The Old Granfalloon Party

What, if anything, does it mean to be a Republican?

granfalloon — n. a proud and meaningless collection of human beings.

The trailer of the new film Dinesh D’souza film Death of a Nation opens with what looks like a prescription drug ad. Abraham Lincoln is walking through a wheat field, eyes on the distant horizon as if he’s thinking about the future.

Dinesh starts talking:

Lincoln was elected to unite a country and stop slavery.

Democrats smeared him.

Went to war against him.

Assassinated him.

[Gunshot]

Now their target is Trump.

A video of Trump’s inauguration plays followed by a college student from one of those “triggered lib” memes, who screams:

“Nooooooo!!!”

Dinesh continues:

They say he’s a racist. A fascist. But who are the real racists? Who are the real fascists?

On the word “racist,” it jumps to a Movie of the Week recreation of the whipping scene from Roots.

No one really buys this whole “Party of Lincoln” shtick, so why do Republicans keep doing it?

One reason is that they’re hard up for heroes. You have to go back more than a century to find someone from the party with any semblance of decency or claim to righteousness, so the result is always some desperate reach, like calling Harriet Tubman a “gun-toting Republican.”

They announce the party affiliation of abolitionists and black politicians from the period as if it were some amazing revelation.

One could chalk it all up to bad faith — hacks misrepresenting history to serve a partisan agenda — but there are many who do genuinely believe there is continuity between the party of the 19th century and Republicans today.

In the book Cat’s Cradle, Kurt Vonnegut introduces a religion called Bokononism. One of its key concepts is the karass, a team of people spiritually linked together to “do God’s will.”

Then there is what Vonnegut calls a granfalloon, or a false karass.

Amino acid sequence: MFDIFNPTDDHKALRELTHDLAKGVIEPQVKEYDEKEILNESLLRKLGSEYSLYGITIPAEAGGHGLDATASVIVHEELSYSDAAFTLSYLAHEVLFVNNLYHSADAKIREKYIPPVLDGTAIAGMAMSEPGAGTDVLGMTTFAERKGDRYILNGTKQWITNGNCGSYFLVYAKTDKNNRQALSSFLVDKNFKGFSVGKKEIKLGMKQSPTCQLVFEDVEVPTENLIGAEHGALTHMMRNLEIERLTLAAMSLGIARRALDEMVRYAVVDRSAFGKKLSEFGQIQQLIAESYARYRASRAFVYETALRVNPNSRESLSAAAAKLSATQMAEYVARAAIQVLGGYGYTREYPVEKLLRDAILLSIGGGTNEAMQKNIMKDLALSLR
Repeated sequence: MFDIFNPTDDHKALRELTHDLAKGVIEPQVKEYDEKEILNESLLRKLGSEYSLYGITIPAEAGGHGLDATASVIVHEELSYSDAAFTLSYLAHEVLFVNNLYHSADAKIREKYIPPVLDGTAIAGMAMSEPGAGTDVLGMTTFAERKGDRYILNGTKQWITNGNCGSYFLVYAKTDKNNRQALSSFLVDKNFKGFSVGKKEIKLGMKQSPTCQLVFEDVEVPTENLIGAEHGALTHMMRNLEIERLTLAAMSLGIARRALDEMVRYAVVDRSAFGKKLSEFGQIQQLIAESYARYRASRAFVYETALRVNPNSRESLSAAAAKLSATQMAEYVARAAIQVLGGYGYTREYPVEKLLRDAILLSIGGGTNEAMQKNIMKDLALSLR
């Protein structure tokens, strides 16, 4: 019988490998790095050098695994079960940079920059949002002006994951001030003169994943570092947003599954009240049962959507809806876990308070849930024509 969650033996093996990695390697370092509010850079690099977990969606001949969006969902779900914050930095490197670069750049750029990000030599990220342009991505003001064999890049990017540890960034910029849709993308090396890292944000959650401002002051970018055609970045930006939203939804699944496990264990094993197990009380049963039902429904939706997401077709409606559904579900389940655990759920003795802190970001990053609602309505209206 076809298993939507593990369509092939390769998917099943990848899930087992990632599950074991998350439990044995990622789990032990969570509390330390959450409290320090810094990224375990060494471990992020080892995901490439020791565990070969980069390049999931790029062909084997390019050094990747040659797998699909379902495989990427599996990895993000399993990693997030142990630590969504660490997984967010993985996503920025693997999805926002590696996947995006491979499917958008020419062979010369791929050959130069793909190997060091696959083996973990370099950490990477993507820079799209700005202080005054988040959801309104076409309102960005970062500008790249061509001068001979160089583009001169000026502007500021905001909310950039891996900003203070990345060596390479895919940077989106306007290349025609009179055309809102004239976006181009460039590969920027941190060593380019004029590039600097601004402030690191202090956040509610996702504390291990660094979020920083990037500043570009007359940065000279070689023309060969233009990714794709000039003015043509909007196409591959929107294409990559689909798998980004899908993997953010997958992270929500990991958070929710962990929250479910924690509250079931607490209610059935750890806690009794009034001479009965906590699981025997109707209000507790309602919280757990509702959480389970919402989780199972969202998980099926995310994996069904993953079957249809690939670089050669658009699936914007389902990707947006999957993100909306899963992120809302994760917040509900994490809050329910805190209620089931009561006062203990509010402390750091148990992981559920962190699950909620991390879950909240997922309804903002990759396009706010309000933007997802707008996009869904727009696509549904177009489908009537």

His examples: “the Communist Party, the Daughters of the American Revolution, the General Electric Company — and any nation, anytime, anywhere”

A granfalloon is a group whose sense of shared identity is based on something entirely meaningless. Vonnegut’s favorite example was Hoosiers.

If Vonnegut were alive today, he’d get a kick out of seeing some reactionary goober like Charlie Kirk bragging about how the Republicans “freed the slaves.”

Kirk, who punctuates most tweets with the hashtag #BIGGOVSUCKS, fails to see any contradiction in being proud of the fact that Republicans “deployed the 101st airborne to end school segregation.”

Part of it is self-delusion, but at the same time, it also says something about the superficial way conservatives view politics.

For the GOP, ideals are just a set of hollow words to rally around. Being a “Republican” who loves “liberty” and “small government” has about as much substance as calling oneself a “Hoosier.”

‘Republic’-ans

“America is a republic NOT a democracy”

You might see this phrase in some article about how the Founders didn’t trust the plebs with too much democracy because they feared the masses would get duped into electing some unqualified, authoritarian demagogue. Thankfully, republican institutions like the electoral college prevent this from happening.

But you’re more likely to see the statement made in random arguments online apropos of nothing — as if that fact in itself is a victory because the word “republic” is in the party’s name. That’s the level most are working on, which explains why so many conservatives (like Dinesh) think fascism is leftwing because Nazi is short for National Socialist Party.

Try to imagine a liberal Dinesh D’souza from a parallel universe. B’zarro B’souza would write books like “Irish Republican Army: The Conservative Roots of Irish Terror.”

Words like “republic” and “liberty” don’t meaning anything to Republicans and neither do the historical figures these necromancers resurrect to fight in their undead army. What anyone in the past believed or why they believed it is inconsequential so long as Republicans can cop some greatness by association.

Conservatives want to lay claim to some kind of pedigree through the most tenuous connection with someone who symbolizes those vague ideals they claim to stand for. They don’t care that Thomas Paine literally wanted to give everyone in the country free money just for being born. Republicans use him for their Twitter avatars anyways because he was a Founding Father.

Though today it is mostly just a label, people used the word “republican” all the time in 19th century discourse with a definite sense of what it meant.

Here’s an excerpt from a speech Congressman Thaddeus Stevens gave to the House: